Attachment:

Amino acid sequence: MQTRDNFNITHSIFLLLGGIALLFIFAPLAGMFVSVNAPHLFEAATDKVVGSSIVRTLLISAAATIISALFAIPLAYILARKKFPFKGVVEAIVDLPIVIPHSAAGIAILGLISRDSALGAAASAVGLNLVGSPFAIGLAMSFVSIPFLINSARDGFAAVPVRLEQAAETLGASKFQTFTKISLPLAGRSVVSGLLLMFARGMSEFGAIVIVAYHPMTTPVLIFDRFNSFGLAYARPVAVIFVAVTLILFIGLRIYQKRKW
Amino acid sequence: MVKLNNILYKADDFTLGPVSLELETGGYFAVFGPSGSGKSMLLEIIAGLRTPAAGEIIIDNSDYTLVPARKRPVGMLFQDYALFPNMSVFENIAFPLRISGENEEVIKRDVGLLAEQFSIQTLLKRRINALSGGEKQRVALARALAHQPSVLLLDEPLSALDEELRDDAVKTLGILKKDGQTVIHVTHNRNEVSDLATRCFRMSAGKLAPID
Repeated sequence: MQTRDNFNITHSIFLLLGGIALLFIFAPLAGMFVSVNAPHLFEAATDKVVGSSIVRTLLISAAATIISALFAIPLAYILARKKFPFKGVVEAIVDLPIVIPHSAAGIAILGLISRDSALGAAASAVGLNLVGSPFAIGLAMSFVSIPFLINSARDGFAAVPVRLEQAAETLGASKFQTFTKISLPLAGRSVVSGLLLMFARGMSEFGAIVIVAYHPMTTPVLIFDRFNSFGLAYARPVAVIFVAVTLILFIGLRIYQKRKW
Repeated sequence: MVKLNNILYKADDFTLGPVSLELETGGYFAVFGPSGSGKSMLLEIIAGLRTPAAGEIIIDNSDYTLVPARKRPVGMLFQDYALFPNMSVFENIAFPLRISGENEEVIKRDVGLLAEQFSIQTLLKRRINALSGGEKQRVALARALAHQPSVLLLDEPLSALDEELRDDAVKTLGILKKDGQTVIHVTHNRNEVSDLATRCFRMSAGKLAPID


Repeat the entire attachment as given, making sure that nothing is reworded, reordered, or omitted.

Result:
Amino acid sequence: MQTRDNFNITHSIFLLLGGIALLFIFAPLAGMFVSVNAPHLFEAATDKVVGSSIVRTLLISAAATIISALFAIPLAYILARKKFPFKGVVEAIVDLPIVIPHSAAGIAILGLISRDSALGAAASAVGLNLVGSPFAIGLAMSFVSIPFLINSARDGFAAVPVRLEQAAETLGASKFQTFTKISLPLAGRSVVSGLLLMFARGMSEFGAIVIVAYHPMTTPVLIFDRFNSFGLAYARPVAVIFVAVTLILFIGLRIYQKRKW
Amino acid sequence: MVKLNNILYKADDFTLGPVSLELETGGYFAVFGPSGSGKSMLLEIIAGLRTPAAGEIIIDNSDYTLVPARKRPVGMLFQDYALFPNMSVFENIAFPLRISGENEEVIKRDVGLLAEQFSIQTLLKRRINALSGGEKQRVALARALAHQPSVLLLDEPLSALDEELRDDAVKTLGILKKDGQTVIHVTHNRNEVSDLATRCFRMSAGKLAPID
Repeated sequence: MQTRDNFNITHSIFLLLGGIALLFIFAPLAGMFVSVNAPHLFEAATDKVVGSSIVRTLLISAAATIISALFAIPLAYILARKKFPFKGVVEAIVDLPIVIPHSAAGIAILGLISRDSALGAAASAVGLNLVGSPFAIGLAMSFVSIPFLINSARDGFAAVPVRLEQAAETLGASKFQTFTKISLPLAGRSVVSGLLLMFARGMSEFGAIVIVAYHPMTTPVLIFDRFNSFGLAYARPVAVIFVAVTLILFIGLRIYQKRKW
Repeated sequence: MVKLNNILYKADDFTLGPVSLELETGGYFAVFGPSGSGKSMLLEIIAGLRTPAAGEIIIDNSDYTLVPARKRPVGMLFQDYALFPNMSVFENIAFPLRISGENEEVIKRDVGLLAEQFSIQTLLKRRINALSGGEKQRVALARALAHQPSVLLLDEPLSALDEELRDDAVKTLGILKKDGQTVIHVTHNRNEVSDLATRCFRMSAGKLAPID